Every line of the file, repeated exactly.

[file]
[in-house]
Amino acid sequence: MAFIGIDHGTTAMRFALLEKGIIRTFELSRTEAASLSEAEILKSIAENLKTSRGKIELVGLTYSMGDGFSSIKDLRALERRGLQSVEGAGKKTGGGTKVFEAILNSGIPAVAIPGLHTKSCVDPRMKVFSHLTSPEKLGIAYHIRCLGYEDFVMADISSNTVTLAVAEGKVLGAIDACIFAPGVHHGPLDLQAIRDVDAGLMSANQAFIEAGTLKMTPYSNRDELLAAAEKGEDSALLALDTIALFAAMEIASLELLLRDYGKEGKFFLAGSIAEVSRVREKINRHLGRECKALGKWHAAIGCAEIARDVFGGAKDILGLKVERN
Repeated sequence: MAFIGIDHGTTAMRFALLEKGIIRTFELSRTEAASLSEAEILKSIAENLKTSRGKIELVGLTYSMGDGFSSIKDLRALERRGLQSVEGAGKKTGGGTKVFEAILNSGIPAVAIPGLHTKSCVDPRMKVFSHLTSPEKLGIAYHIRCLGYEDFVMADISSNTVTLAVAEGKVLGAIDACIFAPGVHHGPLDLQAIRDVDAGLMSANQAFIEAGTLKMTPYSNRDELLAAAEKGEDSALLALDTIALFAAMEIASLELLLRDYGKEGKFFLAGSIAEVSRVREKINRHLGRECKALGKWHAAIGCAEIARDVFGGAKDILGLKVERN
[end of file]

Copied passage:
[in-house]
Amino acid sequence: MAFIGIDHGTTAMRFALLEKGIIRTFELSRTEAASLSEAEILKSIAENLKTSRGKIELVGLTYSMGDGFSSIKDLRALERRGLQSVEGAGKKTGGGTKVFEAILNSGIPAVAIPGLHTKSCVDPRMKVFSHLTSPEKLGIAYHIRCLGYEDFVMADISSNTVTLAVAEGKVLGAIDACIFAPGVHHGPLDLQAIRDVDAGLMSANQAFIEAGTLKMTPYSNRDELLAAAEKGEDSALLALDTIALFAAMEIASLELLLRDYGKEGKFFLAGSIAEVSRVREKINRHLGRECKALGKWHAAIGCAEIARDVFGGAKDILGLKVERN
Repeated sequence: MAFIGIDHGTTAMRFALLEKGIIRTFELSRTEAASLSEAEILKSIAENLKTSRGKIELVGLTYSMGDGFSSIKDLRALERRGLQSVEGAGKKTGGGTKVFEAILNSGIPAVAIPGLHTKSCVDPRMKVFSHLTSPEKLGIAYHIRCLGYEDFVMADISSNTVTLAVAEGKVLGAIDACIFAPGVHHGPLDLQAIRDVDAGLMSANQAFIEAGTLKMTPYSNRDELLAAAEKGEDSALLALDTIALFAAMEIASLELLLRDYGKEGKFFLAGSIAEVSRVREKINRHLGRECKALGKWHAAIGCAEIARDVFGGAKDILGLKVERN